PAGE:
Art by Sacha Irick
How much do you remember from preschool? Maybe you remember the snot-filled, teary-eyed goodbye when your parents dropped you off, or the squishy, salty Play-Doh your teacher handed you to distract you from your parental abandonment, or the nap time you always resisted but so desperately needed. No matter what you do or don’t remember, we still feel that sense of nostalgia for those days that now seem so simple and desirable.
Some certainly feel this longing for the past more than others. Michelle Joni took her “half-degree” in early childhood education to the real world and created Preschool Mastermind, a preschool course for adults in Brooklyn, New York. If any of you have been to Brooklyn, this kind of fad wouldn’t make you bat an eye, but at Preschool Mastermind you can let your imagination fly, glitter-glue, finger-paint, snack time and all. But the cost might make you think twice.
Adult preschoolers paid anywhere between $333 and $999 to participate in this one-month adventure of such exuberant engagements, and according to Joni, they thoroughly enjoyed every second of it. This money is said to go toward the experience of channeling your inner child and learning from that experience to input newfound knowledge into your everyday life.
When it comes to the benefits of taking this course, Joni wrote on her website, “We’ll explore preschool concepts, like sharing and friendship, in order to apply and inject play, wonder, self-belief and community into our grown-up lives.”
But who knew that bringing out your inner child could be so costly?
I do think Joni is on to something — while that something isn’t too economically friendly, it is definitely something that can be healthy for the mind, soul and body. It’s not often that us wound-up, working, stressed human beings receive a break from our chaotic lives. Leaving our creative, playful, child-like attributes to remain in the past might not be as productive and mature as we think it is.
We spend our daily lives in a classroom learning skills that will be beneficial for our futures, on the Internet using social media to cyber-analyze our lives or out in the real world attempting to appear more grown up than we actually are. It’s no secret that practically since birth we have been trying to force ourselves to grow up faster than we are actually prepared for.
Forfeiting a thousand dollars to achieve childhood recognition might not be the way to go about filling this void that we have created over decades of attempting to reach maturity. But taking time away from your responsibilities to do something fun and creative can certainly do you more good than harm.
According to Helpguide.com, adults who take the time out of their busy lives for playtime are less stressed, have improved brain function, have better relationships with others and tend to feel more young and energetic.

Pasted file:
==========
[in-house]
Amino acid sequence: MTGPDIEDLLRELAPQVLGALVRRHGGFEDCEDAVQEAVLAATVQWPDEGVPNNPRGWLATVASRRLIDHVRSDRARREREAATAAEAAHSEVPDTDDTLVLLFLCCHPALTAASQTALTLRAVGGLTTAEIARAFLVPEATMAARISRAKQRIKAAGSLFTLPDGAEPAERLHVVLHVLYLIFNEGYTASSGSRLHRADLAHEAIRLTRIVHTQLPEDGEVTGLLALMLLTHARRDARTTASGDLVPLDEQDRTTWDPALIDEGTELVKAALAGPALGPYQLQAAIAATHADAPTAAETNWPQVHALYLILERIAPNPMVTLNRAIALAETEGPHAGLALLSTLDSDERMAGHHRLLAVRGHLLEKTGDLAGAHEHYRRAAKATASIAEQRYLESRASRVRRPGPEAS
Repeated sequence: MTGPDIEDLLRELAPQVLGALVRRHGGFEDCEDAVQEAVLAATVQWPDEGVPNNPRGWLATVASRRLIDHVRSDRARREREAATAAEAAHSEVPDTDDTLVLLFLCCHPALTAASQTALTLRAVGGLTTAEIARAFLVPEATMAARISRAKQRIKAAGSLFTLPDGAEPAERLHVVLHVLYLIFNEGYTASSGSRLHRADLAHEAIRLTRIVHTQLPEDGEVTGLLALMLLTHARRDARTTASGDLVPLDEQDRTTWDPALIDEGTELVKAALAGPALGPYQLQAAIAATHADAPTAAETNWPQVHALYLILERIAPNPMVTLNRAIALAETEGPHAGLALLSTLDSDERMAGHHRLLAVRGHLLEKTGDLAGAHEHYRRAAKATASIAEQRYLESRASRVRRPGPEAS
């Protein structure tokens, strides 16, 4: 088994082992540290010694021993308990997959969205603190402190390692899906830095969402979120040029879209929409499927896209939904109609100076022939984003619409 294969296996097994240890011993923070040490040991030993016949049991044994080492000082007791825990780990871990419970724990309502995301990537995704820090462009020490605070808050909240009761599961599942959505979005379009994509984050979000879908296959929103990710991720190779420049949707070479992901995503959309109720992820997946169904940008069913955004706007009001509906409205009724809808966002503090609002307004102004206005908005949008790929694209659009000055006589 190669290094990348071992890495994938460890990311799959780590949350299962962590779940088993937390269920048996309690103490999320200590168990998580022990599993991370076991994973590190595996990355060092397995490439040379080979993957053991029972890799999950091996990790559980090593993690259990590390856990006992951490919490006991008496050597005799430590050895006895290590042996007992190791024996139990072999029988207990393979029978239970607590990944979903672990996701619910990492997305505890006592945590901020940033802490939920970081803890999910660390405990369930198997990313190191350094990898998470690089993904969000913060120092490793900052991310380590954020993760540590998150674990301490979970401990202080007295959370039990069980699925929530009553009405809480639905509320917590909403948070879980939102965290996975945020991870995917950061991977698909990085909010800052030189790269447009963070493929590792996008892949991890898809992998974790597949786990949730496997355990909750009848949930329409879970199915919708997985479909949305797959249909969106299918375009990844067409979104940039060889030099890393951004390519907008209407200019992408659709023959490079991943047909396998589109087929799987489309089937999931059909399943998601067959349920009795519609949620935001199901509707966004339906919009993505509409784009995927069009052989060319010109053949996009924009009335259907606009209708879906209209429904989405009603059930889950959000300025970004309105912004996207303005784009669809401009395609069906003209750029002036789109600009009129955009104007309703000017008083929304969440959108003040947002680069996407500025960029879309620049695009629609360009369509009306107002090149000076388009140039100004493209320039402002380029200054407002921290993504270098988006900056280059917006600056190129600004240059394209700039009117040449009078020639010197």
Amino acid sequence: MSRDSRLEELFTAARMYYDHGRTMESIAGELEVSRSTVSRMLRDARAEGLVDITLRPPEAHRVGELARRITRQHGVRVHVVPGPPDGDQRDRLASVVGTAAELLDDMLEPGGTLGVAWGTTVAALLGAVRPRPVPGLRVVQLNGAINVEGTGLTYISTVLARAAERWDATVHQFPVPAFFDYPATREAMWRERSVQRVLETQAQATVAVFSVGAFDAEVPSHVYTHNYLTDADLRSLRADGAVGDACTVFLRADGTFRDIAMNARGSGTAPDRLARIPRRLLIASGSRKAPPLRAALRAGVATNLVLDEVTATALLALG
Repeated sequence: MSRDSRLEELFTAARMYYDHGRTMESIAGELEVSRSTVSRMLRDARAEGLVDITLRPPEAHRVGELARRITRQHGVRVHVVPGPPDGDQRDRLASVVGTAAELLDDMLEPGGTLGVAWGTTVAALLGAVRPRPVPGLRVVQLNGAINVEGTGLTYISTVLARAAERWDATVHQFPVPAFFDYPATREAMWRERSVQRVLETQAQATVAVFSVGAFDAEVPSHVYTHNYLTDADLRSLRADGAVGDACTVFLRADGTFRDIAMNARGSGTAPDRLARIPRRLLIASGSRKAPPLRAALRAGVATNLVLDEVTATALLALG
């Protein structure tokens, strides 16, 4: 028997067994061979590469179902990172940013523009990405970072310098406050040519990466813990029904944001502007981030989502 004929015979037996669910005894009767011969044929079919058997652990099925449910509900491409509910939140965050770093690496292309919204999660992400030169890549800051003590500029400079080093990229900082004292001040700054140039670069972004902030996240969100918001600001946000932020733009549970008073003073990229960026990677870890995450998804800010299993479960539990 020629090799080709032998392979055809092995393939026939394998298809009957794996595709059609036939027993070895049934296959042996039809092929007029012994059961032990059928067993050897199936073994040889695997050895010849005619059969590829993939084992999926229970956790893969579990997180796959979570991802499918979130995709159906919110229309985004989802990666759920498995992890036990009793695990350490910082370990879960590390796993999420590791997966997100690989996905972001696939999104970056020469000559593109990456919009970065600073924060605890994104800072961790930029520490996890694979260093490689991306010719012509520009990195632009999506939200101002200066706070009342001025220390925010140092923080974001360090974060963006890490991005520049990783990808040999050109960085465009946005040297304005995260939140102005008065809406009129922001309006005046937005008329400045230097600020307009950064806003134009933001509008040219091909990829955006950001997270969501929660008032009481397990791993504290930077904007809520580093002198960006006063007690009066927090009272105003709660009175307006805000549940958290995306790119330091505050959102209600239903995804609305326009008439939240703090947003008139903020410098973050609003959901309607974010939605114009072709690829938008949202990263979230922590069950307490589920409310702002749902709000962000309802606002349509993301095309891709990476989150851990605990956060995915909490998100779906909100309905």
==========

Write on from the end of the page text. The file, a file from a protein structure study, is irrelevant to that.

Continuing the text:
Instead of staying in on that sunny, beautiful Sunday afternoon to write an essay or study for an exam, take your work outside and enjoy the Malibu breeze (no, not that kind of Malibu breeze). Grab your friends and encourage them to join you for a game or two — Cards Against Humanity always seems to bring out the inner immaturity in me (and those around me that have a better poker face than I do). Or simply set aside 10 minutes to play your coveted iPhone game to get your creative juices flowing. (But whatever you do, don’t go down the Netflix path, because once you go there there’s no turning back.)
Whatever it is that makes you calm and relaxed do it. You’ve earned it. You are worth those extra few minutes or hours of mental cleansing in order to get in touch with your inner, happy, child-like self. None of us are perfect, even though we attempt to appear otherwise. But it’s important to use those imperfections to our advantage instead of hiding them from the masses to seem mature, put together and maybe even older than we actually are.
These people who sign up for Joni’s classes are seeking something bigger than themselves to find an inner happiness they haven’t been able to find in the real world. Instead of paying for something that you can get for free, go out and take the time to look for it. You might say, “Who has time for that?” But that’s just an excuse. Everyone has time to inhabit a healthy mind, soul and body. And if you don’t, then that’s a problem in and of itself.
Take Joni’s advice, and if you truly want to, go ahead and venture to Brooklyn to take her class. Do whatever floats your boat. But be sure to set aside time for yourself to channel your inner creativity and to reconnect with the youth in you.
Follow Rachel on Twitter: @RachelEttlinger